Anxiety and Stress: There are a number of methods to use lavender to soothe anxiety and stress. The natural organic compounds in the leaves and flowers of lavender can be ground between the fingers and then rubbed into the temples. This topical application can soothe the body and
mind, relieving anxious thoughts and balancing out mood. Aside from this topical application of the flowers themselves, you can also brew lavender tea and achieve much the same effect. The antioxidant components of lavender can impact the endocrine system of the body to lower the levels of stress hormones in the body.
Sleep Issues: If you regularly struggle with insomnia, apnea, or restless sleep patterns, it can seriously impact your life. By brewing a few lavender flowers in hot water, you can steep a wonderful tea that has been used to induce sleep and relaxation for thousands of years. This is closely linked to the flower’s impact on the nervous system, and can also help to clear your mind of negative thoughts or clutter. It is commonly combined with meditation techniques, either in essential oil or aromatherapy form.
Anti-Inflammatory Qualities: Everyone is looking for a reliable way to relax the body and mind, and lavender takes care of both. If you add flowers to your bathwater and take a nice long soak, the anti-inflammatory components of lavender can help to reduce inflammation throughout the body and easy hurting muscles. The anti-inflammatory and antioxidant properties of lavender are quite potent, and this is one of the most trusted applications of lavender flowers.
Skin Care: An easy, mobile way to always take care of your skin is to fill a spray bottle with lavender flowers. When your skin is feeling dry or irritated, simply spray some of the infused water on the area and enjoy the quick relief that it can provide. This can also work for chronic conditions, like psoriasis, eczema, and even acne.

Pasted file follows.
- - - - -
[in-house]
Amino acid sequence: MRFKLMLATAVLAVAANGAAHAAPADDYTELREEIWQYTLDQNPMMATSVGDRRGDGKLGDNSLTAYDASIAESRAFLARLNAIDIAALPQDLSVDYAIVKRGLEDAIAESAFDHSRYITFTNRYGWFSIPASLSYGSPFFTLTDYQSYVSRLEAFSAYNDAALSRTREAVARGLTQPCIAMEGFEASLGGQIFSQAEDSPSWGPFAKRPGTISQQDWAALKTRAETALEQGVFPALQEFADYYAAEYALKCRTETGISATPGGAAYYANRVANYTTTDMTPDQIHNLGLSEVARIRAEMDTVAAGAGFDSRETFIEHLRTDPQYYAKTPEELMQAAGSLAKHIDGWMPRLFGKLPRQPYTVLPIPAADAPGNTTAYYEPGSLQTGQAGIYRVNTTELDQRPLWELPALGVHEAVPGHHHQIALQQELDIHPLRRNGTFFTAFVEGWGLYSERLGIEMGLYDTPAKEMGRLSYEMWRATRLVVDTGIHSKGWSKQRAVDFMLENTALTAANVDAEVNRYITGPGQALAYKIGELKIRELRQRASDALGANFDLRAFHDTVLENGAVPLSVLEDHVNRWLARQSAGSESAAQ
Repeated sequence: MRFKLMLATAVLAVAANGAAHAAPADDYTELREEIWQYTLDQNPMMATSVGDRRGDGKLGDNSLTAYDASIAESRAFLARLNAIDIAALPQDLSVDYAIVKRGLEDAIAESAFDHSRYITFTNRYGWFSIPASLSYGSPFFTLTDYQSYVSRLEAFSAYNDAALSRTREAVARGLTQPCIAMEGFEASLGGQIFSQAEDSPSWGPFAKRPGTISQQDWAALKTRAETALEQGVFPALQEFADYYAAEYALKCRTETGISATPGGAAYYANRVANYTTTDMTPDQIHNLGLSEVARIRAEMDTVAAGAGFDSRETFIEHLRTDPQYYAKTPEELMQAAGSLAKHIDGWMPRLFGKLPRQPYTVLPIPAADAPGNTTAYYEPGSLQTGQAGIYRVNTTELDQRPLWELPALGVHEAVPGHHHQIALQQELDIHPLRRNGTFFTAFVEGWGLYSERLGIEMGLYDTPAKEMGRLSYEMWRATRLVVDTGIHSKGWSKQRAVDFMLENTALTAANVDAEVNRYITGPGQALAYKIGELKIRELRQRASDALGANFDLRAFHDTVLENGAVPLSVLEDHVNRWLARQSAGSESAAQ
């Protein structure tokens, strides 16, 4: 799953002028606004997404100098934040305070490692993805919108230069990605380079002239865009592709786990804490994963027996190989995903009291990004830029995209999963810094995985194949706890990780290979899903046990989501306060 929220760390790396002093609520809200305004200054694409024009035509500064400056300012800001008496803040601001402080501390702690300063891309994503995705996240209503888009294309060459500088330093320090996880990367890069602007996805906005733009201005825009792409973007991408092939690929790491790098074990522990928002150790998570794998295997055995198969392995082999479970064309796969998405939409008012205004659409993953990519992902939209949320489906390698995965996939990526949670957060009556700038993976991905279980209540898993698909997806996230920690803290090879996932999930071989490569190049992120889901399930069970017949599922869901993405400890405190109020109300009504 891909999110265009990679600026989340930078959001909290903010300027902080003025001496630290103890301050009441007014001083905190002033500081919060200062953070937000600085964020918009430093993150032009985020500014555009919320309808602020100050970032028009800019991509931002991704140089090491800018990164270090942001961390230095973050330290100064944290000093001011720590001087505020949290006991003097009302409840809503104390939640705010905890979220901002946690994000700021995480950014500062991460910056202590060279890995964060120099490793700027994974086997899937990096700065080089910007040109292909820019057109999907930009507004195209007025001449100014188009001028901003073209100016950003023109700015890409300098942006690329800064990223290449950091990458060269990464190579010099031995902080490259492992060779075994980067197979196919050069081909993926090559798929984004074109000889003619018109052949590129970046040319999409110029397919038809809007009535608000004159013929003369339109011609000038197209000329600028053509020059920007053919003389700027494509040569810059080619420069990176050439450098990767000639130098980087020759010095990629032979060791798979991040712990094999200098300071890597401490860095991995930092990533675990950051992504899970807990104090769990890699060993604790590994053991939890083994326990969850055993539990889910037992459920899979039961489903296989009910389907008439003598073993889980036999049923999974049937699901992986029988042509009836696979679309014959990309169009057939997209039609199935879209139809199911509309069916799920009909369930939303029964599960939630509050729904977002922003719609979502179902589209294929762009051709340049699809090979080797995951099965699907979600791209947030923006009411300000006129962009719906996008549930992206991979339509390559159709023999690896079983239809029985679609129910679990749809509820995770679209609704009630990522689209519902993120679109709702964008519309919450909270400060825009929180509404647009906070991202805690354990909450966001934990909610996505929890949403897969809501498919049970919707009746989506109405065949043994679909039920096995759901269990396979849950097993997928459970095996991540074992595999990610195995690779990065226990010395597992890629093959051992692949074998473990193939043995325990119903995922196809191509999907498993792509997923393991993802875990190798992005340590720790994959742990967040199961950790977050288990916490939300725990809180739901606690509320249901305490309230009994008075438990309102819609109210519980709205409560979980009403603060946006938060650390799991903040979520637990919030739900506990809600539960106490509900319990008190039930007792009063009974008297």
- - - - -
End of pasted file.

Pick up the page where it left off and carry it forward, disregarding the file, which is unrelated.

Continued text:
Antiseptic Ability: Although many people turn to lavender to relaxation and aromatherapeutic applications, its effect on infection is impressive, to say the least. Many people apply crushed lavender leaves on wounds and injuries to promote not only quick healing of the wounds, but also to prevent the development of infections at those sites. This has been a popular use for lavender since antiquity.
Hair Health: If you suffer from hair loss or any other condition that affects the quality and health of your hair, seek out a lavender-based shampoo. However, some of those organic cosmetic products can be quite expensive, while others may claim to be derived from lavender and still contain harsh chemicals. One of the best options is to steep lavender flowers as though you are brewing tea and then apply that mixture to your hair. It will function as an effective shampoo and significantly boost the health of your follicle beds and hair.